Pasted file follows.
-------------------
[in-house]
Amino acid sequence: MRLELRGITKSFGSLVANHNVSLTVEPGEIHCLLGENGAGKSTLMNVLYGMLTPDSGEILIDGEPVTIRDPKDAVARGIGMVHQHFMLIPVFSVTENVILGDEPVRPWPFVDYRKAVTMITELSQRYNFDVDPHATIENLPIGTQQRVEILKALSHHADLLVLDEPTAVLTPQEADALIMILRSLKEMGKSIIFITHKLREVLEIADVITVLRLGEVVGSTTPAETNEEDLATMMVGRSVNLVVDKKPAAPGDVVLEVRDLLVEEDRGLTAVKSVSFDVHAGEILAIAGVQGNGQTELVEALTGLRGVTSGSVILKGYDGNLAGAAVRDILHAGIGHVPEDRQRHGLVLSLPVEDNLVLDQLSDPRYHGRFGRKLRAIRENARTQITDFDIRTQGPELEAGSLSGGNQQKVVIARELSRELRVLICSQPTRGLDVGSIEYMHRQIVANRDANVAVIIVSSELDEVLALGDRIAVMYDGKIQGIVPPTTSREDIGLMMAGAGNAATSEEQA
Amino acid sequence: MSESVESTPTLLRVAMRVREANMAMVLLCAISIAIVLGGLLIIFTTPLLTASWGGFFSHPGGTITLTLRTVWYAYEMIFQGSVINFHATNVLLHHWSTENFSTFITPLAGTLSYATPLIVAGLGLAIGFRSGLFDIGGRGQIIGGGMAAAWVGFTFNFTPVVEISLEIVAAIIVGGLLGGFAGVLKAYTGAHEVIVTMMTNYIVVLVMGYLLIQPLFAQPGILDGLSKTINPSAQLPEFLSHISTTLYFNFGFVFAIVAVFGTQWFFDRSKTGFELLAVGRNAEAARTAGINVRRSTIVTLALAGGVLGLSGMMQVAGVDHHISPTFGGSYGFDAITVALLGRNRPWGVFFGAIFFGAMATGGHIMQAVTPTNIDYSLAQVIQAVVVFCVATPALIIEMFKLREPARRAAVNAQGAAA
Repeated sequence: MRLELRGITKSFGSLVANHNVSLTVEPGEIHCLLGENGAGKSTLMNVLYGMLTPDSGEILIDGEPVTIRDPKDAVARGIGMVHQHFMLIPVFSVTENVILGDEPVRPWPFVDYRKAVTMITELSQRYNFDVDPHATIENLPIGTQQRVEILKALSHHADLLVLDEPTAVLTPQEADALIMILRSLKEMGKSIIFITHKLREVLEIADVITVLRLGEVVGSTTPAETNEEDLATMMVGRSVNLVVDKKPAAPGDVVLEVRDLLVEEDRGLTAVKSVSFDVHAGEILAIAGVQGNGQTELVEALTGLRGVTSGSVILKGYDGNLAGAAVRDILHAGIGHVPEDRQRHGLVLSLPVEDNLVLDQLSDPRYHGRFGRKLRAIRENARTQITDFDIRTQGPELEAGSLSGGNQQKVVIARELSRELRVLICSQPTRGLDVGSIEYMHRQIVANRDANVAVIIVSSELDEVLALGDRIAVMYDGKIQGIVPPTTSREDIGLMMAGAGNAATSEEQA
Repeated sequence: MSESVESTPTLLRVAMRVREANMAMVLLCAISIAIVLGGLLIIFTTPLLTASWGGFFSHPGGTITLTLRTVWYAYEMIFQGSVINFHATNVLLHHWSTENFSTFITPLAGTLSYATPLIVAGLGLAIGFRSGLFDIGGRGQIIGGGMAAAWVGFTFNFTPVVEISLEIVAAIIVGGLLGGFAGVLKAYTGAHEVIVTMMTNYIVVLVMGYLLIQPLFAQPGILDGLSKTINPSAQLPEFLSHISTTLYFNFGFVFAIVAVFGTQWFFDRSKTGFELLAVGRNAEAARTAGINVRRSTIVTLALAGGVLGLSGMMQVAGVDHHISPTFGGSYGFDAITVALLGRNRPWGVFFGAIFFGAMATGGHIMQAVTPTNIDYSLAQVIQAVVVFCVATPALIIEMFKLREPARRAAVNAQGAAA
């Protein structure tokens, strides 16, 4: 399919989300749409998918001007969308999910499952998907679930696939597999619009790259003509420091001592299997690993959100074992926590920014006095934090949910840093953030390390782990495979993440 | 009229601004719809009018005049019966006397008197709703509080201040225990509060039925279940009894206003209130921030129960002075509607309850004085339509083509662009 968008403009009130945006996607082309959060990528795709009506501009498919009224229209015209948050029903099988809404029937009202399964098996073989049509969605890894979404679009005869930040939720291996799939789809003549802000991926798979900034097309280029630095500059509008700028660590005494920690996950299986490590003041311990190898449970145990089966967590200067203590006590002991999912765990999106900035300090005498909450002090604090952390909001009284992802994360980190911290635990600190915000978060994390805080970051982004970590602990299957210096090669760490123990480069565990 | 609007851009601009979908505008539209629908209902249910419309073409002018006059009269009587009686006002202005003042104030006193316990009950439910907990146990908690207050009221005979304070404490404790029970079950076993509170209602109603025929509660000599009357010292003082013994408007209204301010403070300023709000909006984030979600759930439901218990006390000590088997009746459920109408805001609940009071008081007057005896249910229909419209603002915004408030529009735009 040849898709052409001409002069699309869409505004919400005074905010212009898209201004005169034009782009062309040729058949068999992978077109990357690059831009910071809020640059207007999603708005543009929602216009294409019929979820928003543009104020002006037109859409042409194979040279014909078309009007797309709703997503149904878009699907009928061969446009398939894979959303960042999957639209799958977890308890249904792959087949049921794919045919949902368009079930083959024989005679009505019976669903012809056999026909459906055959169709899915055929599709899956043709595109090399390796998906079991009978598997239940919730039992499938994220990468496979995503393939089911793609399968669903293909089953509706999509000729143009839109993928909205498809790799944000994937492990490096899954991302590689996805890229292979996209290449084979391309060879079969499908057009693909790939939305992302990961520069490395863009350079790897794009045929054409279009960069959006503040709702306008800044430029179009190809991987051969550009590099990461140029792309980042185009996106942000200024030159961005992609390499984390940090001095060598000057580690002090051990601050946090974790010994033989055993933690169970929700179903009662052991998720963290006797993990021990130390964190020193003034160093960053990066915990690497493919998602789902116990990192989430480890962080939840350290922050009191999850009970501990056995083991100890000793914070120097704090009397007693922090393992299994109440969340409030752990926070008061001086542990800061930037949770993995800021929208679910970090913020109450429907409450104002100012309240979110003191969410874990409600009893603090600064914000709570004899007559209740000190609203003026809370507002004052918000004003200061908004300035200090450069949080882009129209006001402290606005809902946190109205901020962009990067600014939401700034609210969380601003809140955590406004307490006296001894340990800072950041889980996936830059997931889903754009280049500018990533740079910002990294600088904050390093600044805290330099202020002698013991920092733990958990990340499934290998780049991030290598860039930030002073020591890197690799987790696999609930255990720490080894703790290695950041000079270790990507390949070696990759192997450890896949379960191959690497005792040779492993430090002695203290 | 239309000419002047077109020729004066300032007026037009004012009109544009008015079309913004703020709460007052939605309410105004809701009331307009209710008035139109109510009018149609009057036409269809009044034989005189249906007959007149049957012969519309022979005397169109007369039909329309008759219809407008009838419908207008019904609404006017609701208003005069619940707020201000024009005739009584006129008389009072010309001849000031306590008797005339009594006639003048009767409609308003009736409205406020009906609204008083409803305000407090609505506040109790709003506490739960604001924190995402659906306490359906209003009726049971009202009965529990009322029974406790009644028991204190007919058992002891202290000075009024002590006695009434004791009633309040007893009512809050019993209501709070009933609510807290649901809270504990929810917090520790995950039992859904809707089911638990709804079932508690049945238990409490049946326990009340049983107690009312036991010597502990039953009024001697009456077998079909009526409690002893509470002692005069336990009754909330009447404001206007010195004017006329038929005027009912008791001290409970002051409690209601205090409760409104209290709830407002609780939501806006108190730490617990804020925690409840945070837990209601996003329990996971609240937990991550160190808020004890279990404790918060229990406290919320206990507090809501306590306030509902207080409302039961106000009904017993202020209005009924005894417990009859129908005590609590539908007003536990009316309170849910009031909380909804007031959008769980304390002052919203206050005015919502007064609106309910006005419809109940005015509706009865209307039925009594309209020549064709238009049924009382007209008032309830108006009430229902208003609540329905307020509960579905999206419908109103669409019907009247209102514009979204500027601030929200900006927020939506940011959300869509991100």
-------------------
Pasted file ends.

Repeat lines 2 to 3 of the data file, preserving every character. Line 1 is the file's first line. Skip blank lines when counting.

Amino acid sequence: MRLELRGITKSFGSLVANHNVSLTVEPGEIHCLLGENGAGKSTLMNVLYGMLTPDSGEILIDGEPVTIRDPKDAVARGIGMVHQHFMLIPVFSVTENVILGDEPVRPWPFVDYRKAVTMITELSQRYNFDVDPHATIENLPIGTQQRVEILKALSHHADLLVLDEPTAVLTPQEADALIMILRSLKEMGKSIIFITHKLREVLEIADVITVLRLGEVVGSTTPAETNEEDLATMMVGRSVNLVVDKKPAAPGDVVLEVRDLLVEEDRGLTAVKSVSFDVHAGEILAIAGVQGNGQTELVEALTGLRGVTSGSVILKGYDGNLAGAAVRDILHAGIGHVPEDRQRHGLVLSLPVEDNLVLDQLSDPRYHGRFGRKLRAIRENARTQITDFDIRTQGPELEAGSLSGGNQQKVVIARELSRELRVLICSQPTRGLDVGSIEYMHRQIVANRDANVAVIIVSSELDEVLALGDRIAVMYDGKIQGIVPPTTSREDIGLMMAGAGNAATSEEQA
Amino acid sequence: MSESVESTPTLLRVAMRVREANMAMVLLCAISIAIVLGGLLIIFTTPLLTASWGGFFSHPGGTITLTLRTVWYAYEMIFQGSVINFHATNVLLHHWSTENFSTFITPLAGTLSYATPLIVAGLGLAIGFRSGLFDIGGRGQIIGGGMAAAWVGFTFNFTPVVEISLEIVAAIIVGGLLGGFAGVLKAYTGAHEVIVTMMTNYIVVLVMGYLLIQPLFAQPGILDGLSKTINPSAQLPEFLSHISTTLYFNFGFVFAIVAVFGTQWFFDRSKTGFELLAVGRNAEAARTAGINVRRSTIVTLALAGGVLGLSGMMQVAGVDHHISPTFGGSYGFDAITVALLGRNRPWGVFFGAIFFGAMATGGHIMQAVTPTNIDYSLAQVIQAVVVFCVATPALIIEMFKLREPARRAAVNAQGAAA